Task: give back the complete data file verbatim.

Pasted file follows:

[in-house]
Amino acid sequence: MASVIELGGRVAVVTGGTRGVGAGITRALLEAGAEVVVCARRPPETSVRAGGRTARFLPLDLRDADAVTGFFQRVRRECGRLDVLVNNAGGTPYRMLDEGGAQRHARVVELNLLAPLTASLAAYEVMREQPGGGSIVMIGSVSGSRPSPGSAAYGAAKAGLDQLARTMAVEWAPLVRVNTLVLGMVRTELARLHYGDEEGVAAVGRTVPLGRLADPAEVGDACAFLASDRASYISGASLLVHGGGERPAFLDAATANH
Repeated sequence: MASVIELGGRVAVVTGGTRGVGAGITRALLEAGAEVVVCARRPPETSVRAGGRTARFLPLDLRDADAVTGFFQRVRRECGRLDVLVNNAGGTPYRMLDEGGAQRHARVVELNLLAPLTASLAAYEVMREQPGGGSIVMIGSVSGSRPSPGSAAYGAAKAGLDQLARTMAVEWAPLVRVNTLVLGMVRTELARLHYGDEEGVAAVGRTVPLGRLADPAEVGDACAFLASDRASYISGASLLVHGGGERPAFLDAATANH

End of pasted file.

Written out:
[in-house]
Amino acid sequence: MASVIELGGRVAVVTGGTRGVGAGITRALLEAGAEVVVCARRPPETSVRAGGRTARFLPLDLRDADAVTGFFQRVRRECGRLDVLVNNAGGTPYRMLDEGGAQRHARVVELNLLAPLTASLAAYEVMREQPGGGSIVMIGSVSGSRPSPGSAAYGAAKAGLDQLARTMAVEWAPLVRVNTLVLGMVRTELARLHYGDEEGVAAVGRTVPLGRLADPAEVGDACAFLASDRASYISGASLLVHGGGERPAFLDAATANH
Repeated sequence: MASVIELGGRVAVVTGGTRGVGAGITRALLEAGAEVVVCARRPPETSVRAGGRTARFLPLDLRDADAVTGFFQRVRRECGRLDVLVNNAGGTPYRMLDEGGAQRHARVVELNLLAPLTASLAAYEVMREQPGGGSIVMIGSVSGSRPSPGSAAYGAAKAGLDQLARTMAVEWAPLVRVNTLVLGMVRTELARLHYGDEEGVAAVGRTVPLGRLADPAEVGDACAFLASDRASYISGASLLVHGGGERPAFLDAATANH